In J P Stratford v Auto Trail VR Limited the Employment Appeal Tribunal (EAT) has upheld a tribunal decision that a dismissal was fair despite the employer relying on previous disciplinary warnings, all of which had expired.

S had a “chequered” employment history which involved 17 previous formal disciplinary warnings (as well as several informal ones) in 13 years. In October 2014 he was in trouble again for using his personal mobile on the shop floor in direct contravention of the employer’s staff handbook. At the disciplinary hearing, following mitigation from S, the employer initially downgraded the offence from gross misconduct to a final written warning. However, the employer then considered his previous employment history (undoubtedly not helped by the fact he turned up late for the hearing!) and concluded he had been given every chance to improve, he was not capable of changing and would in all likelihood offend again in the near future. As a result, trust and confidence had gone and he was dismissed on notice.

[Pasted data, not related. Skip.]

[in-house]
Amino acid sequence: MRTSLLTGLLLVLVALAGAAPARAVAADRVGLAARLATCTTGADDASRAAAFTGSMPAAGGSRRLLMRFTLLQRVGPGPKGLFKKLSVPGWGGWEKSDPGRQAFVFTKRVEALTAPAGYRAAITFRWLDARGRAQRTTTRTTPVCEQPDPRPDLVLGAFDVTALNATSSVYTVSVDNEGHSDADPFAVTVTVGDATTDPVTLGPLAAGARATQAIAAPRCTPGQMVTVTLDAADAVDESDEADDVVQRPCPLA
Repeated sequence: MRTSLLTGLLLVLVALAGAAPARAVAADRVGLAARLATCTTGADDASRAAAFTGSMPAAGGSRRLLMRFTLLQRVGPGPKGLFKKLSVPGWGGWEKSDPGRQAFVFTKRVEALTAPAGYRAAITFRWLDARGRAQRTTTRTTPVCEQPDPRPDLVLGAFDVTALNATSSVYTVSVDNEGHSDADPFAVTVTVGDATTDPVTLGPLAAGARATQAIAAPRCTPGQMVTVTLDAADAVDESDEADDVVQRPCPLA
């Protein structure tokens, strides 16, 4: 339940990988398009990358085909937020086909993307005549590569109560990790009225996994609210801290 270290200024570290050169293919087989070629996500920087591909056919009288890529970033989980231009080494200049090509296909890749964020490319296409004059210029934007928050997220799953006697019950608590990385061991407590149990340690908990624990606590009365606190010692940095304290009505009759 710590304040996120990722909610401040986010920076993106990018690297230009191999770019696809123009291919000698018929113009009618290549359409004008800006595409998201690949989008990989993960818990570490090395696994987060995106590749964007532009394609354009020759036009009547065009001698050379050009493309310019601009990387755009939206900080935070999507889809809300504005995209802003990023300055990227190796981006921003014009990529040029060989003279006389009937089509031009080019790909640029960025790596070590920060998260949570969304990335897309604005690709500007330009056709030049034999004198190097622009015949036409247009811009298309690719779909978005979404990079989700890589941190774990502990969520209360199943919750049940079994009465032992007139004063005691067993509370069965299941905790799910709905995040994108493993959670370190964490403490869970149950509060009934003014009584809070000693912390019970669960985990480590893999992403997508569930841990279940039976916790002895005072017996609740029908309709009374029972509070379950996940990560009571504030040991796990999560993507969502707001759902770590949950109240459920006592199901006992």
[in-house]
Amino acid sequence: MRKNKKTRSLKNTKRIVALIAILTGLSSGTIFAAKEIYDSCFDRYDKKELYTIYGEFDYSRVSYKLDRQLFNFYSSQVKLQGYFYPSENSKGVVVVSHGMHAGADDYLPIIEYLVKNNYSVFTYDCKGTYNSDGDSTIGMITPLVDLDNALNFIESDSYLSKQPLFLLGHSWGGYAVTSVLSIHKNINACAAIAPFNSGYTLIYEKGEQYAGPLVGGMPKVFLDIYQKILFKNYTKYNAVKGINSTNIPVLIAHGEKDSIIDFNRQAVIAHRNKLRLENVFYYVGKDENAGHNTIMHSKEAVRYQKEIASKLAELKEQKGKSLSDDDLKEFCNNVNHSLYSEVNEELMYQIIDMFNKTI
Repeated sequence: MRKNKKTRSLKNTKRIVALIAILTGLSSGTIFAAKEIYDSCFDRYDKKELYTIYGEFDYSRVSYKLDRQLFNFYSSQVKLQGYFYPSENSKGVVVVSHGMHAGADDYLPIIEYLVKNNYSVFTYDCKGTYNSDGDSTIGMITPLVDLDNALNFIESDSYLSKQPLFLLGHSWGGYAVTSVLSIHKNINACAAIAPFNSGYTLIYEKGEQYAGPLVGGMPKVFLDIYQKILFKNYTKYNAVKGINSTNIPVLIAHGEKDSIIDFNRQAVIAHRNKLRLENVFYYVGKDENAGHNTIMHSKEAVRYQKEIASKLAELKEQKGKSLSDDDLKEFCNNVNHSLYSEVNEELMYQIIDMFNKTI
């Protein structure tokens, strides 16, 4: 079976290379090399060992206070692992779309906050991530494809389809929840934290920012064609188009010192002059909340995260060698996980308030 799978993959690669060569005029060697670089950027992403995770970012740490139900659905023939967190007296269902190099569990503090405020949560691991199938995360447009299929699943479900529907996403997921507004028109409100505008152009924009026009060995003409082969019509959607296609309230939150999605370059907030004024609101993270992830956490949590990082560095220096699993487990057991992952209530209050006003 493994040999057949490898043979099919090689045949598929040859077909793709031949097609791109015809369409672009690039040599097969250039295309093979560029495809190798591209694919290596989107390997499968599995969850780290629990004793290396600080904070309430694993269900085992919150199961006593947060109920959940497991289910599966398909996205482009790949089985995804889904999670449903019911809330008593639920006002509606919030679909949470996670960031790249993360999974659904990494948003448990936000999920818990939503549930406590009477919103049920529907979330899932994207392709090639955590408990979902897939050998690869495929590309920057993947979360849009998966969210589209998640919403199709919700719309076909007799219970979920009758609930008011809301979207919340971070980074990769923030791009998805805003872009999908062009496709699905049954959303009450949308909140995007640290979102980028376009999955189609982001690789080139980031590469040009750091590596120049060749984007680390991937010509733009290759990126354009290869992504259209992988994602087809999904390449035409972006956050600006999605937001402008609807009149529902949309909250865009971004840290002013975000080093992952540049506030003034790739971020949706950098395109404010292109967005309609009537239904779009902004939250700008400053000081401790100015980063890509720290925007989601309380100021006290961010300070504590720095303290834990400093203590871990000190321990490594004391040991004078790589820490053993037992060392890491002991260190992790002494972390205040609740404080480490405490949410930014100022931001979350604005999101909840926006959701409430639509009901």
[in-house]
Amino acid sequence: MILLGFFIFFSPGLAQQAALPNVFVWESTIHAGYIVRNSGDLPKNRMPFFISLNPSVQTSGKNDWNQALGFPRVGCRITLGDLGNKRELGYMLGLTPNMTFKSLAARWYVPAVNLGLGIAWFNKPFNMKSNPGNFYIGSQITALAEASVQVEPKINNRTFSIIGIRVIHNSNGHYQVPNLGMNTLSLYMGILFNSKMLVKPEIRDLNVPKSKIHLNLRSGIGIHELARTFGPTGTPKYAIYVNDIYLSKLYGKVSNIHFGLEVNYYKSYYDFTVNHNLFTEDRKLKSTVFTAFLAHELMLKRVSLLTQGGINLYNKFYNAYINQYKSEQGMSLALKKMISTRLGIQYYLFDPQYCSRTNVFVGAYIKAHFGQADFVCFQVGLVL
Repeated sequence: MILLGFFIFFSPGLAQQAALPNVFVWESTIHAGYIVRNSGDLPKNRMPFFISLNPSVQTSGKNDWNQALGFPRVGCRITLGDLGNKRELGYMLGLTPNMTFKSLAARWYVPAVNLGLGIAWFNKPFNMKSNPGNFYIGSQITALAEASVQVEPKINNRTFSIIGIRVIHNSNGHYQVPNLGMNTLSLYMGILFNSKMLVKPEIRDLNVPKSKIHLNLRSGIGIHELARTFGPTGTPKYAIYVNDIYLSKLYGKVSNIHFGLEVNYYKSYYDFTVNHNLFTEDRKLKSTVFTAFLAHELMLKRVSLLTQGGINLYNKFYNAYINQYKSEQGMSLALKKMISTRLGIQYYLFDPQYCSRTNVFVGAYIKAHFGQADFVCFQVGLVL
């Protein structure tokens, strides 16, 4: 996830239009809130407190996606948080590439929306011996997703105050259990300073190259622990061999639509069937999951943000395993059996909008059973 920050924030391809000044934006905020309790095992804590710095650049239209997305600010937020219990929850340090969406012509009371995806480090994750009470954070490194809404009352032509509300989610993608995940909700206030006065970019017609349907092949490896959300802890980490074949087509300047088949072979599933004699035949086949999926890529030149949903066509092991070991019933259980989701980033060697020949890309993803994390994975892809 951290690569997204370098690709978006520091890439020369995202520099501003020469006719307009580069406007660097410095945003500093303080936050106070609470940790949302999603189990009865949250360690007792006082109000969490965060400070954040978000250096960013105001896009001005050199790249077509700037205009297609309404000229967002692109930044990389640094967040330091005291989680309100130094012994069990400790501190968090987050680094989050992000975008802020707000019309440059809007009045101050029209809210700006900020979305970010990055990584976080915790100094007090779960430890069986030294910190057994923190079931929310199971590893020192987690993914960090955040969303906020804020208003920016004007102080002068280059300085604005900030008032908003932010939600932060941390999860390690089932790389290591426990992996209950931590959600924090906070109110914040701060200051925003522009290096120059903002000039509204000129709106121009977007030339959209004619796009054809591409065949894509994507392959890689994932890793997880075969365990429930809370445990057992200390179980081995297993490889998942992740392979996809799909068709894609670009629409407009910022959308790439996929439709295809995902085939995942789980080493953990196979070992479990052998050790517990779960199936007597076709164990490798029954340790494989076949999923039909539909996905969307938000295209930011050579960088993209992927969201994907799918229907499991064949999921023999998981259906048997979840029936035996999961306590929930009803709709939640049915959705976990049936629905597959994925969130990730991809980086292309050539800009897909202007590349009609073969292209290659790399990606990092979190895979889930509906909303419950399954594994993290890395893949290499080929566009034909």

The tribunal found the dismissal to be fair, falling within a band of reasonable decisions available to the employer.

S appealed to the EAT stating that the employer was wrong to take account of previous expired warnings. The EAT concluded that the tribunal had not misdirected itself and held that when previous expired warnings were taken into consideration by employers in dismissing, this did not necessarily make the dismissal unfair but fell within circumstances to be considered by tribunals when looking at fairness.